Tulsi Gabbard, Rising Democratic Star From Hawaii, Makes Mark on Party by Defying It
by Emmarie Huetteman, New York Times, November 28, 2015
…Ms. Gabbard, Democrat of Hawaii, has a reputation among her colleagues for being a composed, contemplative presence in a chamber more prone to reaction than reflection. But lately she has started to shed that persona. Since the deadly attacks in Paris, she has become a high-profile critic of President Obama’s policies in Syria by amplifying her argument that President Bashar al-Assad should stay in power to avoid elevating the Islamic State and by introducing legislation to defund American efforts to overthrow him.
Shortly after voting with House Republicans this month to drastically tighten screening procedures for Syrian refugees — in defiance of Mr. Obama’s veto threat — Ms. Gabbard traveled to Paris. From there, she made the case for focusing on defeating the Islamic State in her fourth national television interview of the week.
“My responsibility is to the people of Hawaii and the American people to stand up and fight for what is right and what is in the best interest of our country,” she said in an interview Tuesday. “That has nothing to do with party politics.”
It is not exactly what Democrats had envisioned when they tapped her for stardom.
That unexpected burst came just weeks after she bucked the chairwoman of the Democratic National Committee, Representative Debbie Wasserman Schultz of Florida, by calling for more presidential candidate debates.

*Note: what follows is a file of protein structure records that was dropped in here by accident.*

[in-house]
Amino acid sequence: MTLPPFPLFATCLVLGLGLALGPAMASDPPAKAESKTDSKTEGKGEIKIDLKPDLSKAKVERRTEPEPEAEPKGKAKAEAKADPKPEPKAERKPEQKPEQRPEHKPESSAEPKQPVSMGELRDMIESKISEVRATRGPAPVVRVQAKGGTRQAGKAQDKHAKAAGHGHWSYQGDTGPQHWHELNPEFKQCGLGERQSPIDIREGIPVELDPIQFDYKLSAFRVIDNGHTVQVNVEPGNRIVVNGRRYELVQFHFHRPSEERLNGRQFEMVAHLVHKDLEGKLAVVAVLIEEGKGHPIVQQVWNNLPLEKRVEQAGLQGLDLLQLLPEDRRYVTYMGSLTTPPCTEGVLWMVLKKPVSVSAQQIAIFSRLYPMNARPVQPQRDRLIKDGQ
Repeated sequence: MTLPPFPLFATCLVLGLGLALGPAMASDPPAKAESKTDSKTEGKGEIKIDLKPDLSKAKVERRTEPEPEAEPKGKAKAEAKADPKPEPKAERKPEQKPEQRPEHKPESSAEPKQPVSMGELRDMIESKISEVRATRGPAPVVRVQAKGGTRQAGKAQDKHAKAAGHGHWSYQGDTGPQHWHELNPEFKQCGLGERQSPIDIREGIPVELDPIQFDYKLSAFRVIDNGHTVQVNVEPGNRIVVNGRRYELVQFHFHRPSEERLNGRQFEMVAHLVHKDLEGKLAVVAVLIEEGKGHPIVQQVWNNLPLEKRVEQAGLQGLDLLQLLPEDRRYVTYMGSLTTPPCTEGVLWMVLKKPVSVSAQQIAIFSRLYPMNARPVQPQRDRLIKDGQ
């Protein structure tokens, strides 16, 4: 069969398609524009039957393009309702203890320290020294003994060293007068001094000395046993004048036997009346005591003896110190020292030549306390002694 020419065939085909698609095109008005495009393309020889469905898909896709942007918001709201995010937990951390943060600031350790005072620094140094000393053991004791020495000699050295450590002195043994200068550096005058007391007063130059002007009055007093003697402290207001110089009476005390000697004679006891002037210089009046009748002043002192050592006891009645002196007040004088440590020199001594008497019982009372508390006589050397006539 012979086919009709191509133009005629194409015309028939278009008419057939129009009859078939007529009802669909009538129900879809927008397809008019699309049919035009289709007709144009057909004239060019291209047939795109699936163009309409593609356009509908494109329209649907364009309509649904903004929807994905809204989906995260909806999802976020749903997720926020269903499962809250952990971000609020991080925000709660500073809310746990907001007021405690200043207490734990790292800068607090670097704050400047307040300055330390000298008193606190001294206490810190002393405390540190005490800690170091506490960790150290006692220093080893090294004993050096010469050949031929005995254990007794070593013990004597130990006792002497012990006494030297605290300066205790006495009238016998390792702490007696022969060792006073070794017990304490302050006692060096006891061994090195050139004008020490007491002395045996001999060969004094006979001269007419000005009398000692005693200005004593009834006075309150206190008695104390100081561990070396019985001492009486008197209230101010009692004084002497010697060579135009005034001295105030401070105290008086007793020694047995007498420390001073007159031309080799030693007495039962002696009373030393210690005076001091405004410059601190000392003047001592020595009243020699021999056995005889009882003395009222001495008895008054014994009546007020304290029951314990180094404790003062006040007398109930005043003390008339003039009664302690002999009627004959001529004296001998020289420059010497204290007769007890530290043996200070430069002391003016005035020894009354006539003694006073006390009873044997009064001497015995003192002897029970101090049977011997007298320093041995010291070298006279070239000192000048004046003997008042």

Those fights have left Ms. Gabbard straddling the line between being a next-generation leader for Democrats and a prominent critic of her party’s leaders.
Shortly after she joined Congress, Patrick Gaspard, a former White House official who was then executive director of the Democratic National Committee, tapped Ms. Gabbard to become a vice chairwoman, she said, a post with fund-raising, campaigning and other party duties she had to have explained to her.
“Coming to be a vice chair of the D.N.C. is not something I ever sought out. It’s not something I knew a lot about,” she said. “I said, ‘What exactly do you want me to do?’ ”
It was in that capacity that she criticized Ms. Wasserman Schultz, the top officer, last month for leaving her and other party officials out of the discussions about the Democratic presidential debates — specifically, the number and the fact that candidates who participated in unsanctioned debates would be disqualified from appearing in others. Ms. Wasserman Schultz declined to be interviewed for this article.
Ms. Gabbard said in an interview that she had spoken out on principle. But to some, exposing internal disputes is a grave offense. Some Democrats privately questioned whether Ms. Gabbard, who takes pride in her independence, was well suited to the more partisan post, said one House Democrat, who asked not to be identified because the discussions were internal party matters.
Though Ms. Gabbard has been unsparing in her criticism of some of Mr. Obama’s national security decisions, some Democrats said that only made her voice more valuable.
“We Democrats on the House Armed Services Committee are not there to rubber-stamp administration policy,” said Representative Adam Smith of Washington, the committee’s top Democrat. “We’re there to say what we think is right, and Tulsi does that and does it very well.”
Ms. Gabbard said, “I’d be dishonoring the memory of a lot of folks who I’ve served with who didn’t make it home if I didn’t stand up for what I believe is right and stand up and speak the truth.”…
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